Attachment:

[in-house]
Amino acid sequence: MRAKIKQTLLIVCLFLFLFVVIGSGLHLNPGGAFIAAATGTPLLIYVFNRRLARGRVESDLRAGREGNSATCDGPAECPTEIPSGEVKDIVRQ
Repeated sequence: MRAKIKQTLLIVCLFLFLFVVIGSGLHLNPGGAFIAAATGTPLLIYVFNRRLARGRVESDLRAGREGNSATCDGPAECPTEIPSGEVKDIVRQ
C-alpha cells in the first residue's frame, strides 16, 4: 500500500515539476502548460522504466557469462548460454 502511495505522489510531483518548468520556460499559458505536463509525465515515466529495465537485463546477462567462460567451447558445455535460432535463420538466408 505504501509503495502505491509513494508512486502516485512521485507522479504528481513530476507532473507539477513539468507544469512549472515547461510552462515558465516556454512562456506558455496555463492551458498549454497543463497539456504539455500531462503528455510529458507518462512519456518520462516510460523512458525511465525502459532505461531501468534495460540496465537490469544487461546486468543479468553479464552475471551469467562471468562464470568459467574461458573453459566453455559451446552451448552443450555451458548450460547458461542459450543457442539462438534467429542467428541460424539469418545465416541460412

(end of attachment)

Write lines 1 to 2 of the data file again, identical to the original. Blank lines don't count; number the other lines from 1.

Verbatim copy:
[in-house]
Amino acid sequence: MRAKIKQTLLIVCLFLFLFVVIGSGLHLNPGGAFIAAATGTPLLIYVFNRRLARGRVESDLRAGREGNSATCDGPAECPTEIPSGEVKDIVRQ